Tutorial: Climbing on top of the White Mountains

Climbing out near Bishop, California in the Soar the Sierra ASK 21


The White and Inyo mountain ranges are famous in the literature of soaring, and rightfully so.  Where else in the world is it frequently possible to fly well over 100 km in an average glider, at Vne and just below 18,000 feet MSL, without stopping or turning?

Paradoxically, it’s sometimes difficult for visiting pilots to climb to the top of the Whites from their release altitudes.  Over the years many pilots have asked about the techniques involved.  The following is a brief summary of these techniques.

Unlike flying at most other soaring sites, it’s impractical to release near the ridgetops; the White Mountains are nearly 10,000 vertical feet above the airport at Bishop.  Releasing at 2,000 feet above the airport means that there are still 8,000 feet to gain before finally cresting the White Mountains, a task that’s almost unique in US soaring.  A further complication is that the Owens Valley between the Sierra and the White/Inyo Mountain chain is not only deep, but quite narrow.  This means that early in the day, when a long cross-country flight is likely to begin, what light winds are present are likely to blow parallel to the valley axis rather than up the slopes of the mountains.  In turn, both ridge lift and the upslope breezes that would otherwise trigger thermals are absent just when they’d really be helpful.

The solution is to look for situations in which anabatic flow is likely to be present.  Anabatic flow occurs when the thin layer of air adjacent to the terrain is heated by conduction and flows upslope while still being heated by the surface over which it’s passing.  This layer of rising air is generally too thin to be exploited by sailplanes, so long as it remains attached to the surface.

The lower slopes of the White Mountains feature numerous small peaks that are shallow enough on all sides to prevent the formation of shadows from 11:00 AM to noon, the time of day when a flight typically begins, and so many of these little peaks will have anabatic flow on all sides.  When the air slowly flowing up the side of one of these little peaks reaches the peak, it can’t descend down the opposite side, because it meets the air from the other side, which is also rising anabatically.  The only real possibility is for these airstreams to merge into a tiny thermal.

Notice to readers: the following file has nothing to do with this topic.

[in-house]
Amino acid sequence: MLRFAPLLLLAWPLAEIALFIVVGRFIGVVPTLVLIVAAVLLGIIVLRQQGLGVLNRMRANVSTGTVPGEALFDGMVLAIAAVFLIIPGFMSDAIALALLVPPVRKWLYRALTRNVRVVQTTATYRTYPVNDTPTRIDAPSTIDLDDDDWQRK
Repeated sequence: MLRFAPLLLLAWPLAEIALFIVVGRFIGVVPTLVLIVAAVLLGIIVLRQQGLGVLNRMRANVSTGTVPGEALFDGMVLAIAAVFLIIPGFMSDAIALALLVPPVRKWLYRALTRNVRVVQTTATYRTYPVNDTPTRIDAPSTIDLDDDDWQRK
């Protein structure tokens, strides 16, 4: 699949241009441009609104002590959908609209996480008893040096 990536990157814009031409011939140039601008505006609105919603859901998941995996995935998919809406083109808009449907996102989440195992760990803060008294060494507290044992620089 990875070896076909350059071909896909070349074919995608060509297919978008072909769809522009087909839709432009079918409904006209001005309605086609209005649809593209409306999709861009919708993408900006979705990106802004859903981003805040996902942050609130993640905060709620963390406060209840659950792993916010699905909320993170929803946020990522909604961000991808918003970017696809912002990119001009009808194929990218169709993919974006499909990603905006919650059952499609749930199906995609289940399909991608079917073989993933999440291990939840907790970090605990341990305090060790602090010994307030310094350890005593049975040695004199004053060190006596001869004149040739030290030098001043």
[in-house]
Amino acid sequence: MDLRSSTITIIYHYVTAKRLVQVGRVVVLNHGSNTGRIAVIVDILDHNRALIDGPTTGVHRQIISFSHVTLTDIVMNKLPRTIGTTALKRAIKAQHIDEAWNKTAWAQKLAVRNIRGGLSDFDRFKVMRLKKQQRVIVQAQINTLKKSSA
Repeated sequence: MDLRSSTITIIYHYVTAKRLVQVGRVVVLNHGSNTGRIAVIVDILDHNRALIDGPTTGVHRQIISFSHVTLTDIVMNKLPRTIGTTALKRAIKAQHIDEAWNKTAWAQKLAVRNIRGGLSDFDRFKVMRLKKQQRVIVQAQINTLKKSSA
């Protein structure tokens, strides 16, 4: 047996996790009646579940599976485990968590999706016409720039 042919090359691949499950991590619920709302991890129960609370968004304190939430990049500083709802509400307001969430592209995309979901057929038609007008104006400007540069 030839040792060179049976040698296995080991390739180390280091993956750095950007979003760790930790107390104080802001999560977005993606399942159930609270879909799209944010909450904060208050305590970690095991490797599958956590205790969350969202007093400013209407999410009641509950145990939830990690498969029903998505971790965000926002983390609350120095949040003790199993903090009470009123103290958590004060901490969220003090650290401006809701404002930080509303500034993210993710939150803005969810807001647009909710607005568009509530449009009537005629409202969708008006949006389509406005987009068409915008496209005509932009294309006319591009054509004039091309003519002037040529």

The technique for exploiting this anabatic flow in a sailplane is to make passes exactly as if ridge soaring, seeking out the little peaks likely to sprout these tiny thermals.  These thermals will generally be too small to safely circle in and so the best technique is to try to “connect the dots” to the extent possible, combined perhaps with a little judicious dolphin flying, taking due account of the modest terrain separation you’ll probably have.

In this way you’ll slowly gain altitude which in turn will allow the temperature advantage of higher terrain to work for you.  As you climb the thermals will become larger, stronger, and better organized.  Sometime before it will become safe to circle in these thermals, you’ll find it advantageous to fly very short ridge passes, in effect to fly “Figure 8s,” so as to make best use of each thermal without prematurely committing yourself to completing a low turn into rising terrain.  Ultimately it will become possible to safely circle in thermals, as usual, at which point there’s no longer any need to use any special techniques.

You might find that early in the day you’ll have to repeat this cycle once or twice on your way to the top of the Whites.  reaching the top of a thermal at, say 10,000 or 11,000 feet, simply angle in toward the most promising nearby terrain within easy reach and begin making ridge passes again.

In summary, you’ll begin your climb using standard ridge soaring passes, dolphining where appropriate and safe, transition to Figure 8’s, then finally spiraling in thermals.  Repeat as necessary.

Using this technique you’ll find that the initial climb to the top of the Whites takes only twenty minutes or so.  This is quick enough that if your planned flight takes you out toward Tonopah, it’s easy to arrive there before good thermals have had time to form; that valley is notorious for late starting.  Consider placing your first turnpoint toward the south end of the Inyo range:  abeam Lone Pine, perhaps, or over Cerro Gordo.  This will allow you to cover a fair distance while waiting for the Tonopah area to heat up for your arrival there.n

A reminder:  as you climb, your density altitude, and therefore your turn radius, will dramatically increase!  Always allow yourself plenty of margin and bear in mind that in the clear air above 10,000 feet MSL it’s extremely difficult to eyeball distances.